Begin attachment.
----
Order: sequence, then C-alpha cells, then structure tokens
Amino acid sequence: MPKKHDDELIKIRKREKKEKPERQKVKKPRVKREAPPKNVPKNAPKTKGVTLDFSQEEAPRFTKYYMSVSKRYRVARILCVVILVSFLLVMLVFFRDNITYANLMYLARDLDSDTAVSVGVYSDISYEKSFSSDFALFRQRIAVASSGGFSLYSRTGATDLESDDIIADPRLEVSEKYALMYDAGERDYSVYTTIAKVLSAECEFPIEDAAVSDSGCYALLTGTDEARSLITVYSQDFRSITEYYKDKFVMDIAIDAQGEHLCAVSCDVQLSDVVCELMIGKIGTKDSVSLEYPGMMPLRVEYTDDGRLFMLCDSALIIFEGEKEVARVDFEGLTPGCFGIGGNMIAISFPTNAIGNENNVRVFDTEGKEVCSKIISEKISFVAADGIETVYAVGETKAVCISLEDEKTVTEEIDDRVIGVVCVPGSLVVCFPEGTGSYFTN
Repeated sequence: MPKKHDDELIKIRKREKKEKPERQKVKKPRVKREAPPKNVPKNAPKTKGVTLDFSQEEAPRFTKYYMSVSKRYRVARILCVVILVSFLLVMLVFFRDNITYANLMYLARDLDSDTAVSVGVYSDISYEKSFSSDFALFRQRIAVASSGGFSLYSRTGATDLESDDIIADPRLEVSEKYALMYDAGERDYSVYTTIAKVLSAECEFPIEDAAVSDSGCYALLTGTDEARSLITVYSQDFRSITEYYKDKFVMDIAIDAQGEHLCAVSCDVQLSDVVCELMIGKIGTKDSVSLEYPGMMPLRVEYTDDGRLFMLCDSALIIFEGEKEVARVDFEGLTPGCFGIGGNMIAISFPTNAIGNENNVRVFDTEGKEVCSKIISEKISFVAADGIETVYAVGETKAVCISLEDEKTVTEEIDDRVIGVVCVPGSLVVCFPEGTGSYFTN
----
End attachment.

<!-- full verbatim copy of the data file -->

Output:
Order: sequence, then C-alpha cells, then structure tokens
Amino acid sequence: MPKKHDDELIKIRKREKKEKPERQKVKKPRVKREAPPKNVPKNAPKTKGVTLDFSQEEAPRFTKYYMSVSKRYRVARILCVVILVSFLLVMLVFFRDNITYANLMYLARDLDSDTAVSVGVYSDISYEKSFSSDFALFRQRIAVASSGGFSLYSRTGATDLESDDIIADPRLEVSEKYALMYDAGERDYSVYTTIAKVLSAECEFPIEDAAVSDSGCYALLTGTDEARSLITVYSQDFRSITEYYKDKFVMDIAIDAQGEHLCAVSCDVQLSDVVCELMIGKIGTKDSVSLEYPGMMPLRVEYTDDGRLFMLCDSALIIFEGEKEVARVDFEGLTPGCFGIGGNMIAISFPTNAIGNENNVRVFDTEGKEVCSKIISEKISFVAADGIETVYAVGETKAVCISLEDEKTVTEEIDDRVIGVVCVPGSLVVCFPEGTGSYFTN
Repeated sequence: MPKKHDDELIKIRKREKKEKPERQKVKKPRVKREAPPKNVPKNAPKTKGVTLDFSQEEAPRFTKYYMSVSKRYRVARILCVVILVSFLLVMLVFFRDNITYANLMYLARDLDSDTAVSVGVYSDISYEKSFSSDFALFRQRIAVASSGGFSLYSRTGATDLESDDIIADPRLEVSEKYALMYDAGERDYSVYTTIAKVLSAECEFPIEDAAVSDSGCYALLTGTDEARSLITVYSQDFRSITEYYKDKFVMDIAIDAQGEHLCAVSCDVQLSDVVCELMIGKIGTKDSVSLEYPGMMPLRVEYTDDGRLFMLCDSALIIFEGEKEVARVDFEGLTPGCFGIGGNMIAISFPTNAIGNENNVRVFDTEGKEVCSKIISEKISFVAADGIETVYAVGETKAVCISLEDEKTVTEEIDDRVIGVVCVPGSLVVCFPEGTGSYFTN